8 Tips for Naming Your Startup Business

June 13, 2017 / Business

8 Tips for Naming Your Startup Business

It can be difficult to come up with the perfect name for your new business. There are many points you need to consider and getting it wrong could mean your startup never gets off the launch pad. In this post, we’ll look at 8 tips to help you find the ideal name.

  1. Use a name that epitomises your brand
    Your brand is what makes you different from your competitors. It tells the customer, ‘This is what we’re about.’  It’s not focused solely on the products or services you provide, it also shows what kind of company you are, what your values are and who your customers are. It’s your identity.
    When you choose a name, you should consider how well it epitomises those things and represents to the world who you are.
  2. Take your time before deciding on a name
    Don’t use the first name that you think of. Try brainstorming lots of names first, just to get your mind thinking of all the different options out there.
    To help you get started, think of words that are associated with your industry or the products and services you sell. You should consider words which describe how your customers will benefit from your services, e.g. The Better Bed Co. or Greener Cleaner.
  3. Choose a name that is easy on the brain
    You want your customers to be able to remember your company name, know how to spell it and be able to type it easily. For that reason, try to pick a name that is short and simple and not spelled in an unusual way. So, if you’re setting up a business in Llanfairpwllgwyngyllgogerychwyrndrobwllllantysiliogogogoch, it’s time to think of something a little easier for your customers.
  4. Think of the future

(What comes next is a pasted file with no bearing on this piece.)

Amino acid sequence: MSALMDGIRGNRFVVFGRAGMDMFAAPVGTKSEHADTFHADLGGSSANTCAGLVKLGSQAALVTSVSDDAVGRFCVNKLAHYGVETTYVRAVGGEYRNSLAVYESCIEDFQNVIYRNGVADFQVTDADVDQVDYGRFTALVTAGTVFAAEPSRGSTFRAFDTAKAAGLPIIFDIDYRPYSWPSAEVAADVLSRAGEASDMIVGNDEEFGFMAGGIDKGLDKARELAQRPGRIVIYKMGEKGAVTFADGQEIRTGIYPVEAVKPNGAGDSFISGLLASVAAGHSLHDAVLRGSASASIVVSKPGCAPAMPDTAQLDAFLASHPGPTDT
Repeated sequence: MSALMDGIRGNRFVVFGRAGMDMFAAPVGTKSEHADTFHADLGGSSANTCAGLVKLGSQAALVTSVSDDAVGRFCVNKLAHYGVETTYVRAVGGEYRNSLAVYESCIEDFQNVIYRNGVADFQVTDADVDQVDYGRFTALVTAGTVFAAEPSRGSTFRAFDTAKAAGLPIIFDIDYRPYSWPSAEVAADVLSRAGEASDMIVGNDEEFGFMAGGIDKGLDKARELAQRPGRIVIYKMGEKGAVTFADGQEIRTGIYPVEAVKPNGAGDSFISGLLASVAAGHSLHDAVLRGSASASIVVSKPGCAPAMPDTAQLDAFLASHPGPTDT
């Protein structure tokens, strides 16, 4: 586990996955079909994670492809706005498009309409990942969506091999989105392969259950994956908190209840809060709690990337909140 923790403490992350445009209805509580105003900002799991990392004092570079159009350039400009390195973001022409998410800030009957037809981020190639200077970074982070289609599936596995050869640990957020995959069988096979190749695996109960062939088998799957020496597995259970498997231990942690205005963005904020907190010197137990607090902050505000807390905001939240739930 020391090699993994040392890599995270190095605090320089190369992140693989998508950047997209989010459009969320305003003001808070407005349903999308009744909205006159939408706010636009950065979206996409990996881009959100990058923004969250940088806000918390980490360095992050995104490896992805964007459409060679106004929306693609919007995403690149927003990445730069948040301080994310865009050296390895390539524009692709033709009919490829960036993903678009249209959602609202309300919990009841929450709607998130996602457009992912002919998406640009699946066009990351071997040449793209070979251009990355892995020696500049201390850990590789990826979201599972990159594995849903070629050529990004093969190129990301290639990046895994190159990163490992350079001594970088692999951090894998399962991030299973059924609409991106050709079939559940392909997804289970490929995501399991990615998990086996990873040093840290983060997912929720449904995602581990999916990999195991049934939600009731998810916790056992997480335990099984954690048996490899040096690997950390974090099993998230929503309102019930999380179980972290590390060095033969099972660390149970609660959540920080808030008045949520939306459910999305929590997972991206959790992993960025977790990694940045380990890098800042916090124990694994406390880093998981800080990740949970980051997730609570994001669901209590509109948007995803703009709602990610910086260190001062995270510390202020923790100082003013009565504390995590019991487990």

Rebranding is an expensive and risky venture. For that reason, you want a name that will last your company over the long term. Whilst the name you choose today might be perfect for your startup, ten years down the line it might not be a great fit.
    As companies develop they often branch out into new products and services so limiting yourself through your name might not be a good idea – for example, calling your company BMW Car Servicing and then expanding into different makes of cars.
    Similarly, the products you sell now may no longer exist in the future, so using those in your name may not be a good idea, either. The Floppy Disk Company might have served you well in the 80s but not today. There are exceptions, of course: Carphone Warehouse doesn’t seem to have been hampered by the fact that no-one needs a car phone anymore.
  5. Avoid simple descriptive names – be unique
    Name’s that are memorable and stand out from competitors are great for helping to get you noticed. This can be really effective if you are trying to break into a market that is dominated by established companies.
    In the UK, for example, most of the ‘Big 6’ energy companies have descriptive names: NPower, British Gas, EDF Energy, Scottish Power. Many of the newer companies entering the market have opted for more original and memorable names such as Ovo, Bulb, Ecotricity, Spark and Zog.
  6. Think carefully about using place names